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I have been the primary caregiver to my mil for 12 years. She was diagnosed with dementia after suffering a global hypoxic event due to an allegic reaction. She has always relied on me for complete care. She will has both long and short term memory issues. Limited vocabulary. Cannot dress or bathe herself. Is incontinent of both bladder and bowel. Will not change or clean herself. About a year ago she had a tia stroke. She has become increasingly clumsy, often bumping into walls or falling. She refuses to use h her walker or forgets she even has it. Over the last month she has grown increasingly weak. So much so that her last bath required 2 of us to get her out of the tub. She's developed a cough now and seems short of breath. She is sleeping 20+ hours a day. In the last 3 days she has only drank maybe 2 quarts and eaten nothing. If shes not asleep shes sitting with her elbows on her knees and her head down in her hands. Communication is almost non existent as all she says is ok but she denies being hungry or in pain. we do have guardianship and have decided not to interfere with the dying process. She's suffered for so many years already. Im doing my best to make sure shes kept clean and comfortable. Just curious if it sounds like the end is near and what kind of time frame we might be looking at.

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Thank you gladaimhere. I told my husband this evening i never realized how exhausted i really am until now. This is the second night she's been in hospital. Its been me and her as a team for 12 years and she's been my mil for 24. I'm definitely discovering I'm not as prepared as i told myself i was, but i know for sure she's more exhausted than I am.
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Kesha, yes hospice should complete an evaluation. Have you thought about moving her to a facility that provides hospice services? Hospice will have a CNA each day and other staff available. Many think that hospice is 24 hour care at home, that is not the case. You will get additional help but after 12 years I woyld want to step back at this point and have a facility provide the comfort care for her.
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Yes, Kesha, it's been a long 12 years. I agree that it's time to let go. No more resuscitative measures. I had to make that call also for my mom about 3 years ago. You did great for your MIL these past years. I hope she does get hospice services so that she's not in any pain during these last days. You take care. {Cyber Hugs}
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Thank you all for your advice. She suffered a massive stroke this evening. We are not allowing a ventilator or feeding tube and have told them not to resuscitate. Hopefully this will allow us to get hospice involved and keep her comfortable until the end. It's been a long 12 years, i believe its time to let her go.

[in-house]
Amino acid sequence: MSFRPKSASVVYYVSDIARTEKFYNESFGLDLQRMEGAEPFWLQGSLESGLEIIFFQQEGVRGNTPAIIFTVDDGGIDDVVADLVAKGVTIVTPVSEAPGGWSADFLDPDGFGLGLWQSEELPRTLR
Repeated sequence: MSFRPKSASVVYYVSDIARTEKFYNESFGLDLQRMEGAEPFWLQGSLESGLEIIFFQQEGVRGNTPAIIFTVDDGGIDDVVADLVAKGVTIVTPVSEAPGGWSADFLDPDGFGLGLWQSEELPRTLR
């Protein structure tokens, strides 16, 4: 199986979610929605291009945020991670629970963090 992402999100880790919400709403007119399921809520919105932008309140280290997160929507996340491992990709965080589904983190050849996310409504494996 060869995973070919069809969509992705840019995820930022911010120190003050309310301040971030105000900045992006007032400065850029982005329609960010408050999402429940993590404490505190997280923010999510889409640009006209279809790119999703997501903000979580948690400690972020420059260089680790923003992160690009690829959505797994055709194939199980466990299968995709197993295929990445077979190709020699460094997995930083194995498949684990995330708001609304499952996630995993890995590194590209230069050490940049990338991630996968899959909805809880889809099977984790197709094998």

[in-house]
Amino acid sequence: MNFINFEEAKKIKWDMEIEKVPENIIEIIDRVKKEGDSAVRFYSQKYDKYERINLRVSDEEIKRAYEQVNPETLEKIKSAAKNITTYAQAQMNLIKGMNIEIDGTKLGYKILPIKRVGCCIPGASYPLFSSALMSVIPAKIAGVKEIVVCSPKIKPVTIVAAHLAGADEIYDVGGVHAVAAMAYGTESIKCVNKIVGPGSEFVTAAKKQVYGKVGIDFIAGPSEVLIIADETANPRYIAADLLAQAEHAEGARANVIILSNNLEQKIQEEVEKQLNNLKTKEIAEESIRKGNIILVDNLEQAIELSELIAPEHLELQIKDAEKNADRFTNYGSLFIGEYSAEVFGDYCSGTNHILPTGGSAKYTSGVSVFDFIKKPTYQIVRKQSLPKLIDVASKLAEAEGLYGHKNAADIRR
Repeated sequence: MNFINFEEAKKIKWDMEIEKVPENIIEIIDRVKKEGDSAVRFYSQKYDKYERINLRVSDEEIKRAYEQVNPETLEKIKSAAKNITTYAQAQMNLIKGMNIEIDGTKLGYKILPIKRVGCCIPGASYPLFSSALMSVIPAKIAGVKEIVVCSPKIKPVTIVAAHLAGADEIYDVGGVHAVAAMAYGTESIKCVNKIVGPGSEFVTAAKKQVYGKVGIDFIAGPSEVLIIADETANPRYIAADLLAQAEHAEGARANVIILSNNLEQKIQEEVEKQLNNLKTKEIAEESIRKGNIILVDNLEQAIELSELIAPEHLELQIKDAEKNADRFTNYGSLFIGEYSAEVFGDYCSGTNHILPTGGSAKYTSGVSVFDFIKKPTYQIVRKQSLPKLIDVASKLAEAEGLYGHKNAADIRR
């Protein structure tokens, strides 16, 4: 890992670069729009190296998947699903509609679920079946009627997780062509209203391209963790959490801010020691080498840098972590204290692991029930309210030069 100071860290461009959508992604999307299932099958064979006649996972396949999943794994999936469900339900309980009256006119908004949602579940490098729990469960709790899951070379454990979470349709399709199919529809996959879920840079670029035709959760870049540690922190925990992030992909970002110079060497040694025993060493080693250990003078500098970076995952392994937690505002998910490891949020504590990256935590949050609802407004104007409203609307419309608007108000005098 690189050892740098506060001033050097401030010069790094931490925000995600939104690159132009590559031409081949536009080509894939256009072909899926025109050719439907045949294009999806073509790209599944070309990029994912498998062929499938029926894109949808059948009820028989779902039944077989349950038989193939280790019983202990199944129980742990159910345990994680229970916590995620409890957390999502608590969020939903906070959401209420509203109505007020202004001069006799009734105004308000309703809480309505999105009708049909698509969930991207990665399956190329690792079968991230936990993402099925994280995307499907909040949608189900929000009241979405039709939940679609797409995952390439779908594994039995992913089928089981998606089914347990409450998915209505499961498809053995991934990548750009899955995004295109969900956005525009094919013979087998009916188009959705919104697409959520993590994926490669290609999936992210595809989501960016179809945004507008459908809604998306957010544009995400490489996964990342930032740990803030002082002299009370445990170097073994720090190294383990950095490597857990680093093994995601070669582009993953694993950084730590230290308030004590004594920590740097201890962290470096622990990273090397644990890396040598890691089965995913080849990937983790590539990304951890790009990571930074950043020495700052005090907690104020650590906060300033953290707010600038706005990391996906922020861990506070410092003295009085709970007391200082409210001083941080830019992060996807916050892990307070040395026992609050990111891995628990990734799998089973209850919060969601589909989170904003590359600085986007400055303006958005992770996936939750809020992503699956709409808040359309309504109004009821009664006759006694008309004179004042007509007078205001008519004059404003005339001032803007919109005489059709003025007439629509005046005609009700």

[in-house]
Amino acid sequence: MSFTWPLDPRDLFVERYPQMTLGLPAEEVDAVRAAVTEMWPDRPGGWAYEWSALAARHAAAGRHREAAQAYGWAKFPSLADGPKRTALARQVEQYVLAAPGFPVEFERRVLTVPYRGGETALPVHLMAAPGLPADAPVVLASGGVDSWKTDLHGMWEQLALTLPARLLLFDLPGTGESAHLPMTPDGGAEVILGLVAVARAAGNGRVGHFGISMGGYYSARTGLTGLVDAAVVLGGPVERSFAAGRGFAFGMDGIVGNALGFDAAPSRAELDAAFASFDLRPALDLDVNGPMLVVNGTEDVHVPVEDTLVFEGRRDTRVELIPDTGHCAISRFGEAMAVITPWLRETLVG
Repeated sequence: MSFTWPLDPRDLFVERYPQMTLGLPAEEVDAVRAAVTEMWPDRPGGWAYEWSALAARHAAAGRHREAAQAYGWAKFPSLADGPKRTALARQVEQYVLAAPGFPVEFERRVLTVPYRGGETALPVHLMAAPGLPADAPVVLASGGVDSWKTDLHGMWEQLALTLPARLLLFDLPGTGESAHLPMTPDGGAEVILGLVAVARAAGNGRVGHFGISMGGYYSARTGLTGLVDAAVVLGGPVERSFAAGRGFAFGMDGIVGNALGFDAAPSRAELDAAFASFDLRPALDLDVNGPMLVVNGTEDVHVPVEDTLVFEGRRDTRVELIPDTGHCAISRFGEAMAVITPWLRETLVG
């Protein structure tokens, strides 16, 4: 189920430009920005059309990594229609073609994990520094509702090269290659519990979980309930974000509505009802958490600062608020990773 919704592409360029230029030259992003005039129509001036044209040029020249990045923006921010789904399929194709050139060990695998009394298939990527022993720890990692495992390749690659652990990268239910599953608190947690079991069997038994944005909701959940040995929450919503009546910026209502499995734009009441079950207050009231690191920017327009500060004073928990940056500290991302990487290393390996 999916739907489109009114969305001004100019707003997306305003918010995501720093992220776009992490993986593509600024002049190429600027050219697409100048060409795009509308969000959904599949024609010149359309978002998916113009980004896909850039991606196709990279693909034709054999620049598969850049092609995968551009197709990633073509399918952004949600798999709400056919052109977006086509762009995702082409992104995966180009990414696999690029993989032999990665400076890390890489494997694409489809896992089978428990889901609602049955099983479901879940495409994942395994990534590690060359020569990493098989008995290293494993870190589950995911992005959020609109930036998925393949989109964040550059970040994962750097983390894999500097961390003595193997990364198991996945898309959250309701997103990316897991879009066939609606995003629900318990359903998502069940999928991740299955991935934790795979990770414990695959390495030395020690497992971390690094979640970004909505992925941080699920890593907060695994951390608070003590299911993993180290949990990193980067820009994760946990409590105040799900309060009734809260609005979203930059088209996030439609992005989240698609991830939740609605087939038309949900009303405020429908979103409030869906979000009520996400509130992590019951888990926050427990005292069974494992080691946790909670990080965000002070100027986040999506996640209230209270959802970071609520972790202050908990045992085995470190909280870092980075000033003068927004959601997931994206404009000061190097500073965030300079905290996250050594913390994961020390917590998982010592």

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My mom had a terrible cough that was diagnosed as being caused by GERD. Once she went on medication for that, the cough left. Of course, your MIL could have a different condition.

I would ask about Hospice. Since you are honoring her desires and not taking extreme measures to extend her life, I'd try to get them on board to ensure that she is comfortable.

I will say that my cousin has been in a rather severe stage for over a year now, but, so far, she seems to be stable. And, I have observed other dementia patients in her MC who are bed bound, who stare in space or sleep almost all the time, are curled up with their body in contracture and who seem very close to death, only to survive for many months, even a year. It's very perplexing to me.
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Of course check for pneumonia, but if you don't see any signs of that then I have another thought. Something that causes my mom to cough at night is GERD or reflux, if I give her ranitidine she doesn't cough.
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kesha1, first let me praise your courage and dedication and loving care. You have quite a way to go if she can sit up and you can still get her in and out of the tub. If she can take liquids without choking, make her a vanilla milkshake in the blender with ice cream and ensure.
Now for the cough. Put your ear on her back and ask her to inhale deeply. If you hear crackling or wheezing, call the MD right away. It might help to have a fingertip pulse oximeter (drugstore item), so if you see heart rate over 100 with O2 saturation under 90, you can call 911 for transport to the ER.
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Thank you. She has had problems with aspirating before but this cough doesn't seem related to food or drink. It seems to be worse overnight.
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Ask your mother-in-law's primary doctor if it is time to bring in Hospice. Hospice will evaluate your mil's condition and give their estimate. If she is in pain, Hospice will help calm the pain down so her final months will be easier for her. They will be an extra set of hands to help you care for your mil.

Curious, does your mil cough right after having liquids? If yes, it sounds like some water is getting into her lungs, and eventually it will turn to aspiration pneumonia. My Dad developed that, and his passing was quick but painless.
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